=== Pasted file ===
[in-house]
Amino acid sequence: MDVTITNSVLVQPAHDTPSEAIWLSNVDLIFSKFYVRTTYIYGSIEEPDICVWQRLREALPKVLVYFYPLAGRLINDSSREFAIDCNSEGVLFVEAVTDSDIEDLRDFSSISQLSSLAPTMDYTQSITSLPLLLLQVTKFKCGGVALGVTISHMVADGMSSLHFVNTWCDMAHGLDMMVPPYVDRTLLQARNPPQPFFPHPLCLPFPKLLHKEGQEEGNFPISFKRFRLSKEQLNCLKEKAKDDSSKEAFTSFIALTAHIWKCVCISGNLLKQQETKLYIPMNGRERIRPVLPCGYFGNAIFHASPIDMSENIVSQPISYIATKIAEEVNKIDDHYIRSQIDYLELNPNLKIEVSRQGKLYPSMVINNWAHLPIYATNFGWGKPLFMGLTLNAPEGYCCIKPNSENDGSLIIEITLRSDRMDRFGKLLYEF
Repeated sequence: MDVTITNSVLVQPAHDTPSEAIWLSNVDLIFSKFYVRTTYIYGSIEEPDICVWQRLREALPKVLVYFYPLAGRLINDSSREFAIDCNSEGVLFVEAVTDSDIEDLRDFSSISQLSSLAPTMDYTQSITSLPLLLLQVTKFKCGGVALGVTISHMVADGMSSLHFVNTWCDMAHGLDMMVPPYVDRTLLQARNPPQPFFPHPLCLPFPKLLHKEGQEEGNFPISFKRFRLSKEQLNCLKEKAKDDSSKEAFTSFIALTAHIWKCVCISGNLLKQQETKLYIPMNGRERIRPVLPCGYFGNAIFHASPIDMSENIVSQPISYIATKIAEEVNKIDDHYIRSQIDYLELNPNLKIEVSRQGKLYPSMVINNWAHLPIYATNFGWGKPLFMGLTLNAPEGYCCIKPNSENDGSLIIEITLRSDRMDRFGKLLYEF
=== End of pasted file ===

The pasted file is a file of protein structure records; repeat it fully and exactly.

[in-house]
Amino acid sequence: MDVTITNSVLVQPAHDTPSEAIWLSNVDLIFSKFYVRTTYIYGSIEEPDICVWQRLREALPKVLVYFYPLAGRLINDSSREFAIDCNSEGVLFVEAVTDSDIEDLRDFSSISQLSSLAPTMDYTQSITSLPLLLLQVTKFKCGGVALGVTISHMVADGMSSLHFVNTWCDMAHGLDMMVPPYVDRTLLQARNPPQPFFPHPLCLPFPKLLHKEGQEEGNFPISFKRFRLSKEQLNCLKEKAKDDSSKEAFTSFIALTAHIWKCVCISGNLLKQQETKLYIPMNGRERIRPVLPCGYFGNAIFHASPIDMSENIVSQPISYIATKIAEEVNKIDDHYIRSQIDYLELNPNLKIEVSRQGKLYPSMVINNWAHLPIYATNFGWGKPLFMGLTLNAPEGYCCIKPNSENDGSLIIEITLRSDRMDRFGKLLYEF
Repeated sequence: MDVTITNSVLVQPAHDTPSEAIWLSNVDLIFSKFYVRTTYIYGSIEEPDICVWQRLREALPKVLVYFYPLAGRLINDSSREFAIDCNSEGVLFVEAVTDSDIEDLRDFSSISQLSSLAPTMDYTQSITSLPLLLLQVTKFKCGGVALGVTISHMVADGMSSLHFVNTWCDMAHGLDMMVPPYVDRTLLQARNPPQPFFPHPLCLPFPKLLHKEGQEEGNFPISFKRFRLSKEQLNCLKEKAKDDSSKEAFTSFIALTAHIWKCVCISGNLLKQQETKLYIPMNGRERIRPVLPCGYFGNAIFHASPIDMSENIVSQPISYIATKIAEEVNKIDDHYIRSQIDYLELNPNLKIEVSRQGKLYPSMVINNWAHLPIYATNFGWGKPLFMGLTLNAPEGYCCIKPNSENDGSLIIEITLRSDRMDRFGKLLYEF